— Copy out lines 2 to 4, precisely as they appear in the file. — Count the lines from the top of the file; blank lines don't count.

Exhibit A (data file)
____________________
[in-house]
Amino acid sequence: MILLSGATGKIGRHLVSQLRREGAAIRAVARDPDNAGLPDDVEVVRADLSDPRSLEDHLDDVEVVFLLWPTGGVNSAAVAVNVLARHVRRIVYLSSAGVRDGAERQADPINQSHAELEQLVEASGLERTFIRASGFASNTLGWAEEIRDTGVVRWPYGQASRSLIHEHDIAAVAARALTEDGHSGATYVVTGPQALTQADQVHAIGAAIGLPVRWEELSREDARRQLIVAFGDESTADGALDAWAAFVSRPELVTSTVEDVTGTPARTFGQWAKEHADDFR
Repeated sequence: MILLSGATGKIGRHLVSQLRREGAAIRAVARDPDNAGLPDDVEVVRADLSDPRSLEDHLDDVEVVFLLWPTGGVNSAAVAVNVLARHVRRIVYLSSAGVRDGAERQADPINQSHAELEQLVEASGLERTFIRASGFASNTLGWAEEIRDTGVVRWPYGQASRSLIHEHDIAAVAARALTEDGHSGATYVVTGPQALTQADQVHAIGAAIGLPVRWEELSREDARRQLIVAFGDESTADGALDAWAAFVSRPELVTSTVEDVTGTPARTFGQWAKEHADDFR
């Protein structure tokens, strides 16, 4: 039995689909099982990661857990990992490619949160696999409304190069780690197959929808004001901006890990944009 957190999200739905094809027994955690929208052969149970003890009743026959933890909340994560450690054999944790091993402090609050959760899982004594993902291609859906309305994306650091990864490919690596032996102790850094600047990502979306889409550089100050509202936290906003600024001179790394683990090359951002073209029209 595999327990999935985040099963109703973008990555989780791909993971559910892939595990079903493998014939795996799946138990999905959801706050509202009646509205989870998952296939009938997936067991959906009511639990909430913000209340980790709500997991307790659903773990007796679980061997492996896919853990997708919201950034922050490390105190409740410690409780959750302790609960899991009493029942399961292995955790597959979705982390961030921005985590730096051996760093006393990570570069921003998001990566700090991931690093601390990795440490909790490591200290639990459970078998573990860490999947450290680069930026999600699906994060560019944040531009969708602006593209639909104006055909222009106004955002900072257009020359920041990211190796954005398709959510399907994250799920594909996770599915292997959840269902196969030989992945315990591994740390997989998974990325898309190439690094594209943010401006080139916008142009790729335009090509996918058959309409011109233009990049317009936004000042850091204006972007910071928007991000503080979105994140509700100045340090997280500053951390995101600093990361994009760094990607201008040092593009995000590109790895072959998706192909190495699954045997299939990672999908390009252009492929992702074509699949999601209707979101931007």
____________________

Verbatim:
Amino acid sequence: MILLSGATGKIGRHLVSQLRREGAAIRAVARDPDNAGLPDDVEVVRADLSDPRSLEDHLDDVEVVFLLWPTGGVNSAAVAVNVLARHVRRIVYLSSAGVRDGAERQADPINQSHAELEQLVEASGLERTFIRASGFASNTLGWAEEIRDTGVVRWPYGQASRSLIHEHDIAAVAARALTEDGHSGATYVVTGPQALTQADQVHAIGAAIGLPVRWEELSREDARRQLIVAFGDESTADGALDAWAAFVSRPELVTSTVEDVTGTPARTFGQWAKEHADDFR
Repeated sequence: MILLSGATGKIGRHLVSQLRREGAAIRAVARDPDNAGLPDDVEVVRADLSDPRSLEDHLDDVEVVFLLWPTGGVNSAAVAVNVLARHVRRIVYLSSAGVRDGAERQADPINQSHAELEQLVEASGLERTFIRASGFASNTLGWAEEIRDTGVVRWPYGQASRSLIHEHDIAAVAARALTEDGHSGATYVVTGPQALTQADQVHAIGAAIGLPVRWEELSREDARRQLIVAFGDESTADGALDAWAAFVSRPELVTSTVEDVTGTPARTFGQWAKEHADDFR
């Protein structure tokens, strides 16, 4: 039995689909099982990661857990990992490619949160696999409304190069780690197959929808004001901006890990944009 957190999200739905094809027994955690929208052969149970003890009743026959933890909340994560450690054999944790091993402090609050959760899982004594993902291609859906309305994306650091990864490919690596032996102790850094600047990502979306889409550089100050509202936290906003600024001179790394683990090359951002073209029209 595999327990999935985040099963109703973008990555989780791909993971559910892939595990079903493998014939795996799946138990999905959801706050509202009646509205989870998952296939009938997936067991959906009511639990909430913000209340980790709500997991307790659903773990007796679980061997492996896919853990997708919201950034922050490390105190409740410690409780959750302790609960899991009493029942399961292995955790597959979705982390961030921005985590730096051996760093006393990570570069921003998001990566700090991931690093601390990795440490909790490591200290639990459970078998573990860490999947450290680069930026999600699906994060560019944040531009969708602006593209639909104006055909222009106004955002900072257009020359920041990211190796954005398709959510399907994250799920594909996770599915292997959840269902196969030989992945315990591994740390997989998974990325898309190439690094594209943010401006080139916008142009790729335009090509996918058959309409011109233009990049317009936004000042850091204006972007910071928007991000503080979105994140509700100045340090997280500053951390995101600093990361994009760094990607201008040092593009995000590109790895072959998706192909190495699954045997299939990672999908390009252009492929992702074509699949999601209707979101931007």